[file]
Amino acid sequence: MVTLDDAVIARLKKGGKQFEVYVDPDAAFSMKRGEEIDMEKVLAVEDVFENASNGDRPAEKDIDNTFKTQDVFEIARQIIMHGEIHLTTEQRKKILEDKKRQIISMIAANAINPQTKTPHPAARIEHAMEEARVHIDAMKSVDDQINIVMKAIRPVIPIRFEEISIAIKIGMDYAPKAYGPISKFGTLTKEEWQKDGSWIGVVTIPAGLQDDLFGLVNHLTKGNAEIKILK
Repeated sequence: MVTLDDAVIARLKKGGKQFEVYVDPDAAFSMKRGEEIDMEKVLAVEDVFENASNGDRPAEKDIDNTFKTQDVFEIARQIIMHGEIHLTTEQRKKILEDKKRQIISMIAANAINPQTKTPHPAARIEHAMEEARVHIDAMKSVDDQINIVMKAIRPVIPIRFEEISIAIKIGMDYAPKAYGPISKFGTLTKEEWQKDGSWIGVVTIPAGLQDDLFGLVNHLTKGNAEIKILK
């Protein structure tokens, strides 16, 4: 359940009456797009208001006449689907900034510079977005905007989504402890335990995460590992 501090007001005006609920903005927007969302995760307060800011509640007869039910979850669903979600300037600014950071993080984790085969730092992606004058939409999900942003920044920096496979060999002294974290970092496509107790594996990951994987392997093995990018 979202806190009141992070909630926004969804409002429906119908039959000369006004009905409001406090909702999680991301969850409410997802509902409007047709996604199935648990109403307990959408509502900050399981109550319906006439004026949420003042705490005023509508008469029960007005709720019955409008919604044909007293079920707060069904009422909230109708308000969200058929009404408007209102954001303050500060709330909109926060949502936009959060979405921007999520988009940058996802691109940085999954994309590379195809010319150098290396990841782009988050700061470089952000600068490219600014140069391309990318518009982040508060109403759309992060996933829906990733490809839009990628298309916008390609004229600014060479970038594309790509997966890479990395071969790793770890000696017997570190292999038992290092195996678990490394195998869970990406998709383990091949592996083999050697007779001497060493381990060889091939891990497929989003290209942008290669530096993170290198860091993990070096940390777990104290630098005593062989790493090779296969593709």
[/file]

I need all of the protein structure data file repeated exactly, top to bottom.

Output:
Amino acid sequence: MVTLDDAVIARLKKGGKQFEVYVDPDAAFSMKRGEEIDMEKVLAVEDVFENASNGDRPAEKDIDNTFKTQDVFEIARQIIMHGEIHLTTEQRKKILEDKKRQIISMIAANAINPQTKTPHPAARIEHAMEEARVHIDAMKSVDDQINIVMKAIRPVIPIRFEEISIAIKIGMDYAPKAYGPISKFGTLTKEEWQKDGSWIGVVTIPAGLQDDLFGLVNHLTKGNAEIKILK
Repeated sequence: MVTLDDAVIARLKKGGKQFEVYVDPDAAFSMKRGEEIDMEKVLAVEDVFENASNGDRPAEKDIDNTFKTQDVFEIARQIIMHGEIHLTTEQRKKILEDKKRQIISMIAANAINPQTKTPHPAARIEHAMEEARVHIDAMKSVDDQINIVMKAIRPVIPIRFEEISIAIKIGMDYAPKAYGPISKFGTLTKEEWQKDGSWIGVVTIPAGLQDDLFGLVNHLTKGNAEIKILK
């Protein structure tokens, strides 16, 4: 359940009456797009208001006449689907900034510079977005905007989504402890335990995460590992 501090007001005006609920903005927007969302995760307060800011509640007869039910979850669903979600300037600014950071993080984790085969730092992606004058939409999900942003920044920096496979060999002294974290970092496509107790594996990951994987392997093995990018 979202806190009141992070909630926004969804409002429906119908039959000369006004009905409001406090909702999680991301969850409410997802509902409007047709996604199935648990109403307990959408509502900050399981109550319906006439004026949420003042705490005023509508008469029960007005709720019955409008919604044909007293079920707060069904009422909230109708308000969200058929009404408007209102954001303050500060709330909109926060949502936009959060979405921007999520988009940058996802691109940085999954994309590379195809010319150098290396990841782009988050700061470089952000600068490219600014140069391309990318518009982040508060109403759309992060996933829906990733490809839009990628298309916008390609004229600014060479970038594309790509997966890479990395071969790793770890000696017997570190292999038992290092195996678990490394195998869970990406998709383990091949592996083999050697007779001497060493381990060889091939891990497929989003290209942008290669530096993170290198860091993990070096940390777990104290630098005593062989790493090779296969593709």